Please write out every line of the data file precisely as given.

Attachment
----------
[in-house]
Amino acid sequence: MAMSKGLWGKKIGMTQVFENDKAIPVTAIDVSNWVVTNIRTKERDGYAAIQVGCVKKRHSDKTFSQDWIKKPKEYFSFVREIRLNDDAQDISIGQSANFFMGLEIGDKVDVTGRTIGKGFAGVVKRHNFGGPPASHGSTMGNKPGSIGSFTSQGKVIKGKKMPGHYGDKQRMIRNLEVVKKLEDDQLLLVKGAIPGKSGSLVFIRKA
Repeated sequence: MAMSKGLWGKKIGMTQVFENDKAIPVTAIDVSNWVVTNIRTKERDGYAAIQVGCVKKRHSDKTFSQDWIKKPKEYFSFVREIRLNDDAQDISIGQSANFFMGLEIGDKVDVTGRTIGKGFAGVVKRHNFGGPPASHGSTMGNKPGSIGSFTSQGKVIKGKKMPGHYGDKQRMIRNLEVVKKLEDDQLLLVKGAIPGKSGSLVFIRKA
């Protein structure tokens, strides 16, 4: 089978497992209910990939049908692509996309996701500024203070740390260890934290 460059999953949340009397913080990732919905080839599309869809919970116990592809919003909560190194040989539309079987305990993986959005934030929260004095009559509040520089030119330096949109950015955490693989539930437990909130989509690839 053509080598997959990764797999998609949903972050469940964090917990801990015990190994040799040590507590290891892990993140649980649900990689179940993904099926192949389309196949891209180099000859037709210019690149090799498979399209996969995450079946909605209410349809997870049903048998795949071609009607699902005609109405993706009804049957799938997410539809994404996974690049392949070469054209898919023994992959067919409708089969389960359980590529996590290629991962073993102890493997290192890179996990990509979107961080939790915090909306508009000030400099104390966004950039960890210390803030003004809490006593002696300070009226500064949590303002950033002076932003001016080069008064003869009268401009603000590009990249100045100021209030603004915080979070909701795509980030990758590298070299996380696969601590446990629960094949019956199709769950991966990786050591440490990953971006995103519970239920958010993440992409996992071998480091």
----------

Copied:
[in-house]
Amino acid sequence: MAMSKGLWGKKIGMTQVFENDKAIPVTAIDVSNWVVTNIRTKERDGYAAIQVGCVKKRHSDKTFSQDWIKKPKEYFSFVREIRLNDDAQDISIGQSANFFMGLEIGDKVDVTGRTIGKGFAGVVKRHNFGGPPASHGSTMGNKPGSIGSFTSQGKVIKGKKMPGHYGDKQRMIRNLEVVKKLEDDQLLLVKGAIPGKSGSLVFIRKA
Repeated sequence: MAMSKGLWGKKIGMTQVFENDKAIPVTAIDVSNWVVTNIRTKERDGYAAIQVGCVKKRHSDKTFSQDWIKKPKEYFSFVREIRLNDDAQDISIGQSANFFMGLEIGDKVDVTGRTIGKGFAGVVKRHNFGGPPASHGSTMGNKPGSIGSFTSQGKVIKGKKMPGHYGDKQRMIRNLEVVKKLEDDQLLLVKGAIPGKSGSLVFIRKA
């Protein structure tokens, strides 16, 4: 089978497992209910990939049908692509996309996701500024203070740390260890934290 460059999953949340009397913080990732919905080839599309869809919970116990592809919003909560190194040989539309079987305990993986959005934030929260004095009559509040520089030119330096949109950015955490693989539930437990909130989509690839 053509080598997959990764797999998609949903972050469940964090917990801990015990190994040799040590507590290891892990993140649980649900990689179940993904099926192949389309196949891209180099000859037709210019690149090799498979399209996969995450079946909605209410349809997870049903048998795949071609009607699902005609109405993706009804049957799938997410539809994404996974690049392949070469054209898919023994992959067919409708089969389960359980590529996590290629991962073993102890493997290192890179996990990509979107961080939790915090909306508009000030400099104390966004950039960890210390803030003004809490006593002696300070009226500064949590303002950033002076932003001016080069008064003869009268401009603000590009990249100045100021209030603004915080979070909701795509980030990758590298070299996380696969601590446990629960094949019956199709769950991966990786050591440490990953971006995103519970239920958010993440992409996992071998480091």